Guinea-Bissau


Guinea-Bissau’s Ze Turbo (Franck Fife/AFP via Getty Images)

Hmmm. Let’s talk collars. Collars on football shirts are obviously fine and can work quite well, but a collar with buttons too? I’ve been staring at this shirt for a while, enjoying the green and the patterns coming up from the waist and fading just north of the belly button, trying to put my finger on what’s wrong with it… and it’s this: it’s a cricket shirt. The collar. The buttons. Something about the font of the number on the front. This is what Guinea-Bissau should be wearing in a T20 tournament, not a football one. Which is a shame because, according to an admittedly brief Google search, Guinea-Bissau don’t seem to have a cricket team. But they do have the shirts, so that’s a start at least.

Rating: 6/10

Ivory Coast


Ivory Coast’s Jeremie Boga (Franck Fife/AFP via Getty Images)

Having an orange shirt is cheating, really. Because an orange shirt is never really going to look boring. You don’t have to do a huge amount with the design to make it properly stand out. There’s really no need to mess around, and Puma have recognised that here, with a fairly minimal arrangement: just the white trim and relying on the national team crest to throw in a tiny bit more variety. In this case, less genuinely is more.

Rating: 7/10

Mali


Mali’s Lassine Sinayoko (Fadel Senna/AFP via Getty Images)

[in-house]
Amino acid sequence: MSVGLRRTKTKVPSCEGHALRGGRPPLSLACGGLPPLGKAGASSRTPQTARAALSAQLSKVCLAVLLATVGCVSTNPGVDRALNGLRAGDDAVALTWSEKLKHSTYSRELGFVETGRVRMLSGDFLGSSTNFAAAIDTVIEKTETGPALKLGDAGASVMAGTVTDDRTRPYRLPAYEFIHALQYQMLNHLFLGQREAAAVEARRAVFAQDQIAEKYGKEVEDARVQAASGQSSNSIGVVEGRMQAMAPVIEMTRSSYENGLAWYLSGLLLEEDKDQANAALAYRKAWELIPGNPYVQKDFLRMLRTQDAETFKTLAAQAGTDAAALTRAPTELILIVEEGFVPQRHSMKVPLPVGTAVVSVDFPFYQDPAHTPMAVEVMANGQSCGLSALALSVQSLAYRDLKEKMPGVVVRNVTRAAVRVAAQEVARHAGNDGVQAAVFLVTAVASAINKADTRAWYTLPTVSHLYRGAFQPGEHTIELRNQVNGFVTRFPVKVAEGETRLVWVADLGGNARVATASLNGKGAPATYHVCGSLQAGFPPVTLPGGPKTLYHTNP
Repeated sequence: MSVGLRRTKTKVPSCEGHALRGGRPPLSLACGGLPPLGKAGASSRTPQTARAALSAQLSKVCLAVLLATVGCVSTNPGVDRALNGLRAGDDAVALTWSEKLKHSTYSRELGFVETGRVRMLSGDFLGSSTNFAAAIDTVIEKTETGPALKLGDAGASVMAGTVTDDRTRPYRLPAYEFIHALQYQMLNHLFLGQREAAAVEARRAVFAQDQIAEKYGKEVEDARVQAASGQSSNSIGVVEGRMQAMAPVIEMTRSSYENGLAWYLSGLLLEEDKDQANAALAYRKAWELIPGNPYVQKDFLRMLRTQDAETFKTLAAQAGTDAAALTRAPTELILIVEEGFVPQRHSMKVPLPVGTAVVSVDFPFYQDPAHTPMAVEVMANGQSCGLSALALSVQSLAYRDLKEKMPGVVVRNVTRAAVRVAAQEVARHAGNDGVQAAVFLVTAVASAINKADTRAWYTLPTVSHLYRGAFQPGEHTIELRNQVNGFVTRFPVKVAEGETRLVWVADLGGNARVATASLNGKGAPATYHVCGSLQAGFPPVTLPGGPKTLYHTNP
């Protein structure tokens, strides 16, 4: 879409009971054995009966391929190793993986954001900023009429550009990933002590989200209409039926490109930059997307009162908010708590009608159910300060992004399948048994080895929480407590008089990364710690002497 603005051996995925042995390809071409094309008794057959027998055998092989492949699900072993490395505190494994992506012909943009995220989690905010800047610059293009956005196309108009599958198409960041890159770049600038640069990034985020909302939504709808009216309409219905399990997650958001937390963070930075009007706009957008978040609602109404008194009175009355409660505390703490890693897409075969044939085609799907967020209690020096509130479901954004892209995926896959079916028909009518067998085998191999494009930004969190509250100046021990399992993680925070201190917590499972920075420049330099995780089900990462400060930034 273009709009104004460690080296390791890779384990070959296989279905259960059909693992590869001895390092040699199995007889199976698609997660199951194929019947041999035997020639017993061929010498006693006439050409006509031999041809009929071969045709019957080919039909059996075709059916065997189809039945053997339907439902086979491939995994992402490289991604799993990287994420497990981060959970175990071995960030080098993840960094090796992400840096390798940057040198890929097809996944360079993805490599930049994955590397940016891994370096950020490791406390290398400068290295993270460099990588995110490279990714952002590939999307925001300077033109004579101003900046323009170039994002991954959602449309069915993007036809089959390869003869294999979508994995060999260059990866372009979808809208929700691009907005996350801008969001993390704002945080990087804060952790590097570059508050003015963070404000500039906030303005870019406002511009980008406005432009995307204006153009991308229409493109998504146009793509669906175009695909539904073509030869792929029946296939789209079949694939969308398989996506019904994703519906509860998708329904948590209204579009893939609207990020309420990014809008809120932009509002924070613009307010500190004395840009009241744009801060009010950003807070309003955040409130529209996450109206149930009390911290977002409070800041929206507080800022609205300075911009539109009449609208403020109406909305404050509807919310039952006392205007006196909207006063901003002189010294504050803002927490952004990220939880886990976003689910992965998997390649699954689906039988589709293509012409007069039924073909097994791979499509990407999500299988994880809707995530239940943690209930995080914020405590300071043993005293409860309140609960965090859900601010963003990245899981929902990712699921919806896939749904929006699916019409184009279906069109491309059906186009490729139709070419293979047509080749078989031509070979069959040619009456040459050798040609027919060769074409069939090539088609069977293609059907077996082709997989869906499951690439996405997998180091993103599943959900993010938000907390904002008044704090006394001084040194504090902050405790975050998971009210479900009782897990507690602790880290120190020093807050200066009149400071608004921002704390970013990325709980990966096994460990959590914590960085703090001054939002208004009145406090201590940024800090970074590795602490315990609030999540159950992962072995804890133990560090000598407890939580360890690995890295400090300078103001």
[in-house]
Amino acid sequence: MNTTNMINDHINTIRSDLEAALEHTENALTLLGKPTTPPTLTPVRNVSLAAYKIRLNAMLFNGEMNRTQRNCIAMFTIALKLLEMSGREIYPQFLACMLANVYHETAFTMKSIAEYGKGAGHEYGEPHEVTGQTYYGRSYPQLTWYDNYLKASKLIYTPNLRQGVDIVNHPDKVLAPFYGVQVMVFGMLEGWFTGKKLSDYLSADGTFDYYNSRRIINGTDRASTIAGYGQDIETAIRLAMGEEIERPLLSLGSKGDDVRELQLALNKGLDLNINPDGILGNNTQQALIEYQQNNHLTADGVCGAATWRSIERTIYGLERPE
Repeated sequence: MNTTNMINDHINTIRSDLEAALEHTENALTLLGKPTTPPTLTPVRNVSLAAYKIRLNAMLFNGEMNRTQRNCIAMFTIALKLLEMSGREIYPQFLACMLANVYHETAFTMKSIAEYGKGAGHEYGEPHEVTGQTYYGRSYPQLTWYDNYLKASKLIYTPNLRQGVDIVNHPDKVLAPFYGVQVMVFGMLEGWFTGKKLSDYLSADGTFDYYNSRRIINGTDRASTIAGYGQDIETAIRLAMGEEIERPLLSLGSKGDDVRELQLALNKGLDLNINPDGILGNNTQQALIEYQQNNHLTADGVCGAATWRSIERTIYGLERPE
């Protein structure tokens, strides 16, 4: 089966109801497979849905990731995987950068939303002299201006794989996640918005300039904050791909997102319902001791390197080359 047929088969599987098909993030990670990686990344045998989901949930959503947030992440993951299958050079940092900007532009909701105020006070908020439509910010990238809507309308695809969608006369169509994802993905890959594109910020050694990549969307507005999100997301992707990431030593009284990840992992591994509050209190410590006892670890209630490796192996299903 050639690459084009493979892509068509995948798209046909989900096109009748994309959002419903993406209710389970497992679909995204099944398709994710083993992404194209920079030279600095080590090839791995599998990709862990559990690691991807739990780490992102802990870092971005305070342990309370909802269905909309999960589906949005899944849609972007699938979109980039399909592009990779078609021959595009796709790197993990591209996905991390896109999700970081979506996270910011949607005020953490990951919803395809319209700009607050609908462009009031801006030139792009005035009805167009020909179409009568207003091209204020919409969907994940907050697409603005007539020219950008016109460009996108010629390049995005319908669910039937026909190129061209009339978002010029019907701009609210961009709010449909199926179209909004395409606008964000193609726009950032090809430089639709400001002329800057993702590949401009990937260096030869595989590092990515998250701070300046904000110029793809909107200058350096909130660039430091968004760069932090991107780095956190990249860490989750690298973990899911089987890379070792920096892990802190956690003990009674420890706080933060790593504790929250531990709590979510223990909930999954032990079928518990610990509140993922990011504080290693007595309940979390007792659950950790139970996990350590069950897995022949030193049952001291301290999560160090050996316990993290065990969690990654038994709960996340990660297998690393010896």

This isn’t so much a football shirt, more a chest tattoo belonging to a man who spends too much time in the gym, listening to Joe Rogan podcasts. Mali have gone for the ‘great big eagle in the middle of our shirt’ approach before, but this is something else. The eagle is there, but its wings have been super-sized and… are those marks down the side supposed to be talon slashes? If so, hats off. If you’re going to go, go hard — and this is going about the hardest you can.

Rating: 7/10 for the actual design, 10/10 for the audacity

Mauritania


Mauritania’s forward Aboubakary Koita (Kenzo Tribouillard/AFP via Getty Images)

Every time we do one of this kit ratings pieces, there’s always at least one where you wonder if it’s a simple and classic design, or just boring an unimaginative. This is very much walking that tightrope, but it’s saved by a couple of things. One is the shade of green: usually when you get green on a football shirt, it’s much more ‘primary’. The other is the spare use of the gold trim: no need to overdo it when you’ve got gold in the mix, and the shiny number on the chest, plus the scraping of colour down the left, are enough. Even if the latter does look a bit like when really posh restaurants put sort of wipe a bit of sauce on a plate to disguise the fact they’re trying to get away with a genuinely minuscule bit of beef as a ‘main course’.

Rating: 7/10

Morocco